Cockrell Remembered as a National Trailblazer for Women

As Mayor Nirenberg orders flags in San Antonio lowered to half staff in honor of the late Lila Cockrell, who died Thursday at the age of 97, an expert on women in politics says her influence and legacy runs far deeper than most of us realize, News Radio 1200 WOAI reports.

Dr. Sharon Navarro, a political science professor at UTSA, says you have to realize that when Cockrell was elected to San Antonio City Council in the 1960s, there were essentially no women in politics at any level.

"She is a powerhouse, she was a trailblazer, she was the second female in the United States to be elected mayor of a major urban city, and the first female in Texas," she said.

Navarro calls Cockrell a 'uniquely significant figure.'

She was not only the first woman to be elected mayor of a major Texas city, she was also the first woman to head the Texas Municipal League, and she was a role model for women at a time when women were just begining to enter not just the work force, but the political arena, in the 1970s.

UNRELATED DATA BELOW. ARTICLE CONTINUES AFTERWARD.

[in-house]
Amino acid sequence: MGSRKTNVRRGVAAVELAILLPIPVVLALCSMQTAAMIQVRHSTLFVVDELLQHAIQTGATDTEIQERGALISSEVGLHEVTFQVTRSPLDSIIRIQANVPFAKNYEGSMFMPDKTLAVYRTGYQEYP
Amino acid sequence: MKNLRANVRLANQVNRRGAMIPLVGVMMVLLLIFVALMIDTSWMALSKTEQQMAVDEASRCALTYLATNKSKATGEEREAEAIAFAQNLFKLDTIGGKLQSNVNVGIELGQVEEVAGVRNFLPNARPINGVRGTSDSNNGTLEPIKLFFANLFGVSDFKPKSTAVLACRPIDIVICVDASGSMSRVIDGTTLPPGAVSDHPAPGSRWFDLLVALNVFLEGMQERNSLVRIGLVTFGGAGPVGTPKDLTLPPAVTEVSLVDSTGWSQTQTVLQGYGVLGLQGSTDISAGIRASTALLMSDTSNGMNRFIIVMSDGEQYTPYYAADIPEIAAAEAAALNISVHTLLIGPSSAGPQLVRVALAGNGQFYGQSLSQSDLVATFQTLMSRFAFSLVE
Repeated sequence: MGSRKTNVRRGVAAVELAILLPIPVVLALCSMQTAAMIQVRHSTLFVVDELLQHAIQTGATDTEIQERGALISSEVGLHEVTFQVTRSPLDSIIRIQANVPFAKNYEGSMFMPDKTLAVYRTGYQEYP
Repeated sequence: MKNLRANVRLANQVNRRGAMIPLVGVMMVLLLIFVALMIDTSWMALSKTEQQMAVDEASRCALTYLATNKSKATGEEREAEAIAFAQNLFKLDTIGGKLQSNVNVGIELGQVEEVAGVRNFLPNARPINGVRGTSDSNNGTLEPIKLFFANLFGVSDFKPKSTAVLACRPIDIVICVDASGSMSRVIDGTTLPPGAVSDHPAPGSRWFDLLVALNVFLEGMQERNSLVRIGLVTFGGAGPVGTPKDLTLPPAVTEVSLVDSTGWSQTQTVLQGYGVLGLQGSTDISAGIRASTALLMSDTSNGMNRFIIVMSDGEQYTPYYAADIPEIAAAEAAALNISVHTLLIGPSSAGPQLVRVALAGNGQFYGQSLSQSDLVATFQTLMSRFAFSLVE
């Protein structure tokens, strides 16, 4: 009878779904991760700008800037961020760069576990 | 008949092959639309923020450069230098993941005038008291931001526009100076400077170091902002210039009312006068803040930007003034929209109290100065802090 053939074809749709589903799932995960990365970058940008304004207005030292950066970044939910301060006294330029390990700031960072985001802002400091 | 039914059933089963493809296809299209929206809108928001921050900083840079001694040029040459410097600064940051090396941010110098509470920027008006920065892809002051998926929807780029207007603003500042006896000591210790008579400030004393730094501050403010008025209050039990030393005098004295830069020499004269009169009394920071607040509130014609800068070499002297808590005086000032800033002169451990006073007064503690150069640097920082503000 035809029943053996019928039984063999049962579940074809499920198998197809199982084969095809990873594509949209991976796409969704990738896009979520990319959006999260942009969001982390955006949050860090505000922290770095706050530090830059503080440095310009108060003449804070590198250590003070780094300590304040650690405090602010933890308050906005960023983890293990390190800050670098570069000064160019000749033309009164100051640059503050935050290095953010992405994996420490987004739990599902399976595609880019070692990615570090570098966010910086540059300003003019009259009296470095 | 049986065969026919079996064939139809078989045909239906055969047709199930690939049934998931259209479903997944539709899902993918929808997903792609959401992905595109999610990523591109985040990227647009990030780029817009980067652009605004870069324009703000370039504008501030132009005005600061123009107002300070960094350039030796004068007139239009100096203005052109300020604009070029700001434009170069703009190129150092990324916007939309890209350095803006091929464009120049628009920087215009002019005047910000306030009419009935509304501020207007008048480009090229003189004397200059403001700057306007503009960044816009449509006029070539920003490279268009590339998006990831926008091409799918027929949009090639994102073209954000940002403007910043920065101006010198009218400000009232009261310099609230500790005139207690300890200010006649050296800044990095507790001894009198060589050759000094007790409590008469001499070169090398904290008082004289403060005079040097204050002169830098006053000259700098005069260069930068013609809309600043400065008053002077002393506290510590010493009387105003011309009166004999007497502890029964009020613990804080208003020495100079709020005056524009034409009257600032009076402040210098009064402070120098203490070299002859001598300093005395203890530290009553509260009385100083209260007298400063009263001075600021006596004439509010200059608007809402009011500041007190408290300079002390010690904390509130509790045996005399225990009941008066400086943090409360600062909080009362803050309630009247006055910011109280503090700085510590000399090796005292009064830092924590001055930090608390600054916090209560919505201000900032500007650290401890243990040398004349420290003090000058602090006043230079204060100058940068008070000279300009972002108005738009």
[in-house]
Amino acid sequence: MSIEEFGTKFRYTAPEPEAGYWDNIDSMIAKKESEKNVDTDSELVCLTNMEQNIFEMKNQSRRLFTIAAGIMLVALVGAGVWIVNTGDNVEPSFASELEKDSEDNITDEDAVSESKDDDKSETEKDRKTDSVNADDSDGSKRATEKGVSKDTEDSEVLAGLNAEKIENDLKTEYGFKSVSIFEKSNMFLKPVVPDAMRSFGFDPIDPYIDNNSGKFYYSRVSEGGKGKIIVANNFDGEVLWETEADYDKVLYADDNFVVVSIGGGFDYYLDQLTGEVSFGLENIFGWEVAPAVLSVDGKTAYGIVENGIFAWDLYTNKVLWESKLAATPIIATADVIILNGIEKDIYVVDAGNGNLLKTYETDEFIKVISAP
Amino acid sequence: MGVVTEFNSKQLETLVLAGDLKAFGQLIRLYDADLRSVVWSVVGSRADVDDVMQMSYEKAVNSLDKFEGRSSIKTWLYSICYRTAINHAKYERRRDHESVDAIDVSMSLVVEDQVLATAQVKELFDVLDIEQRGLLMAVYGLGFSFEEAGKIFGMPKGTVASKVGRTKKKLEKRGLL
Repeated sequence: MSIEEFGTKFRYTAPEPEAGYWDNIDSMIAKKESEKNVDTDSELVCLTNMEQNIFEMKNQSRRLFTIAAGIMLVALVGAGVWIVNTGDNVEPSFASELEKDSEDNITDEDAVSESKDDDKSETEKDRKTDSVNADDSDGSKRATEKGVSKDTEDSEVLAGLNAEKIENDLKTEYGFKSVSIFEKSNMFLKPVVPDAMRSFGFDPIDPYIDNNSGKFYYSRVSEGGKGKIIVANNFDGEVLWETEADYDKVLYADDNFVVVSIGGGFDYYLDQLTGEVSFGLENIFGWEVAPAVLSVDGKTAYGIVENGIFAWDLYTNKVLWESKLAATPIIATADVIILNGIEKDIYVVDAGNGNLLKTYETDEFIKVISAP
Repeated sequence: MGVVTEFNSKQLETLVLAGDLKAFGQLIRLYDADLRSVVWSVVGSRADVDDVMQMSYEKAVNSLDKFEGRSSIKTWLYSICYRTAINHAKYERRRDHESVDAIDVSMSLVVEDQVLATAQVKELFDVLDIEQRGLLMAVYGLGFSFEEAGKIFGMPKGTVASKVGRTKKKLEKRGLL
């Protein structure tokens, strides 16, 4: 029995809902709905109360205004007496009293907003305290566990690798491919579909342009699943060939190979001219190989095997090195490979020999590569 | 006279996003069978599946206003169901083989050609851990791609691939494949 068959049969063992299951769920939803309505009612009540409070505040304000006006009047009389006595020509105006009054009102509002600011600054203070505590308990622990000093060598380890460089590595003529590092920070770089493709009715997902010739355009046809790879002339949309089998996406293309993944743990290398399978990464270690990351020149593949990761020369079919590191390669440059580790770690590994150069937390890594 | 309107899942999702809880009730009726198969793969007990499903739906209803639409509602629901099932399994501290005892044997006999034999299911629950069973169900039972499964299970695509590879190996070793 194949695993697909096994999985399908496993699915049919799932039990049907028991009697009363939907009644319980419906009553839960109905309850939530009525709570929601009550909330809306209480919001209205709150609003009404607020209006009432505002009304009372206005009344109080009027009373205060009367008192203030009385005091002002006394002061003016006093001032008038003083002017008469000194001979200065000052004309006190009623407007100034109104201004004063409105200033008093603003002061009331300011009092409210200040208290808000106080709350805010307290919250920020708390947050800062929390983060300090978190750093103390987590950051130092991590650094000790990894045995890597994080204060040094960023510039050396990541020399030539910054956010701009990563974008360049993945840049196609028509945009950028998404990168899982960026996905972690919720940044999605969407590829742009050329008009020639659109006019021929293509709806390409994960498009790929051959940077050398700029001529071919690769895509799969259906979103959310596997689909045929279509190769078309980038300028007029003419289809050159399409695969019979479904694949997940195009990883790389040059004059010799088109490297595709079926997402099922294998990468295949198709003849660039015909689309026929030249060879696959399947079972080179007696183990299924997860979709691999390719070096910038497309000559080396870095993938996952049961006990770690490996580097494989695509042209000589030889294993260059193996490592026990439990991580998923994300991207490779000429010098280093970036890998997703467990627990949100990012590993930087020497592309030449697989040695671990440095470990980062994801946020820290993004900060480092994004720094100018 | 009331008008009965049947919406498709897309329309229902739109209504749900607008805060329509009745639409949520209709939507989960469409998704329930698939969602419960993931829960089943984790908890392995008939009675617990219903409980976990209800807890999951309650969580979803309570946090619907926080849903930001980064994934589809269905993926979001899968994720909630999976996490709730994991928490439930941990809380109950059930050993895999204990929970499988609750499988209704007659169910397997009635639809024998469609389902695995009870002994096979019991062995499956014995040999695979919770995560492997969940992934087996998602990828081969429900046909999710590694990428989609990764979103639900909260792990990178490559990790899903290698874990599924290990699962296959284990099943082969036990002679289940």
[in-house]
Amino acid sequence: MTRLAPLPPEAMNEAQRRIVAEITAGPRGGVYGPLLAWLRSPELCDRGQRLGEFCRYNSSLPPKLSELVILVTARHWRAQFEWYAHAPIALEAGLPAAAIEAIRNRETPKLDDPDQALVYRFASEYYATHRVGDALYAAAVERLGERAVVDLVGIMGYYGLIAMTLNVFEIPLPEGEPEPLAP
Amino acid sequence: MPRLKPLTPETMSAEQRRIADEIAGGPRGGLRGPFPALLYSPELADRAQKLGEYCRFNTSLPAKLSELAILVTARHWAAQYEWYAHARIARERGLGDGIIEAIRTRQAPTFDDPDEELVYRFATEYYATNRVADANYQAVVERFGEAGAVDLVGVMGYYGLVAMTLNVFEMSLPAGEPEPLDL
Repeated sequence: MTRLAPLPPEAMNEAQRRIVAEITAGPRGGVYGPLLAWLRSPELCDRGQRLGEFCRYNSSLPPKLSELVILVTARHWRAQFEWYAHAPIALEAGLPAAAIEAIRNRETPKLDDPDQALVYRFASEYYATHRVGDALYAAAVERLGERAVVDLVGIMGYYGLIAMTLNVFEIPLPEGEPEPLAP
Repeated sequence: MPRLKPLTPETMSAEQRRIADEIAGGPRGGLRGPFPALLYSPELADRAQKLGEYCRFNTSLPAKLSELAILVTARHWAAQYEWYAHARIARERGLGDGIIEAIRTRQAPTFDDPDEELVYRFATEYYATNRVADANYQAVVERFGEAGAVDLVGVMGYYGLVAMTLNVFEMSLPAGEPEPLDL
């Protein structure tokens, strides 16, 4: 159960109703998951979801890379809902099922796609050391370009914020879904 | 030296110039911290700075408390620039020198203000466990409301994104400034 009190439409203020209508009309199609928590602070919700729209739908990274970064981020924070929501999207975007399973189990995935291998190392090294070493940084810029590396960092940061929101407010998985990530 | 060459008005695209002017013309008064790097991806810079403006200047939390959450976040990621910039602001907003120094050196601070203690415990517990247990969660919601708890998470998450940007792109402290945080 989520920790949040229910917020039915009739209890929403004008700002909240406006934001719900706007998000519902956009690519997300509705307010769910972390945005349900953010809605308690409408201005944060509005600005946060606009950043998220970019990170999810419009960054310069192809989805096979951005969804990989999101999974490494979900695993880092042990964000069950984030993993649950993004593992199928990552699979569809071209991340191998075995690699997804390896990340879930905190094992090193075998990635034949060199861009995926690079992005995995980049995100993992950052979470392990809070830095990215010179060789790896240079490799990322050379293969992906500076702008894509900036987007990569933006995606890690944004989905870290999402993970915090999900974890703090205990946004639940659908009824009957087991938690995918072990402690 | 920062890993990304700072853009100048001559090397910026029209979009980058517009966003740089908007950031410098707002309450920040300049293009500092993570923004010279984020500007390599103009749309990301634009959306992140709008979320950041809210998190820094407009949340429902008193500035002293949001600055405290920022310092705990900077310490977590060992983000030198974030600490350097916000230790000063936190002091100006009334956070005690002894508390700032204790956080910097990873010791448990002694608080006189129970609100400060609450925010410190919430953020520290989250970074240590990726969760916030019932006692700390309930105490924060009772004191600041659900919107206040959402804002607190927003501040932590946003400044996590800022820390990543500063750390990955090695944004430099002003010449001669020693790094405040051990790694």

Its an interesting commentary on the changing status of women during that period. When she was on City Council in the 1960s, her name appears on plaques from the period which were placed on city projects, like the Henry B. Gonzalez Convention Center as 'Mrs. Sid Cockrell.' By her second term as mayor in the late 1980s, she is referred to as 'Lila Cockrell.'

"Not only her leadership role in politics, but her economic role, but the trailblazing that she has done for women," Navarro cite as Cockrell's legacy.

Former Mayor Henry Cisneros, who both followed and preceded Cockrell's two stints as mayor, said she deserves the credit for San Antonio's economic renaissance of the past forty years, crediting her, for example, with guiding the creation of Valero Energy out of the Lavaca Gas lawsuit of the 1970s. He says Cockrell 'spanned the change from the old to the new San Antonio.'

Navarro says Cockrell is largely to credit for the fact that San Antonio, with a majority minority population even then, has never suffered the ethnic tensions which have burst into violence in many cities over the past several decades.

"Talk about the time frame when she wa sleading, that was back in the seventies, when legislation barely allowed minorities to sit at the table and make decisions."

Cisneros says Cockrell's adroit handling of the switch to single member City Council districts helped empower Latino groups, which were then threatening civil disobedience through groups like La Raza.

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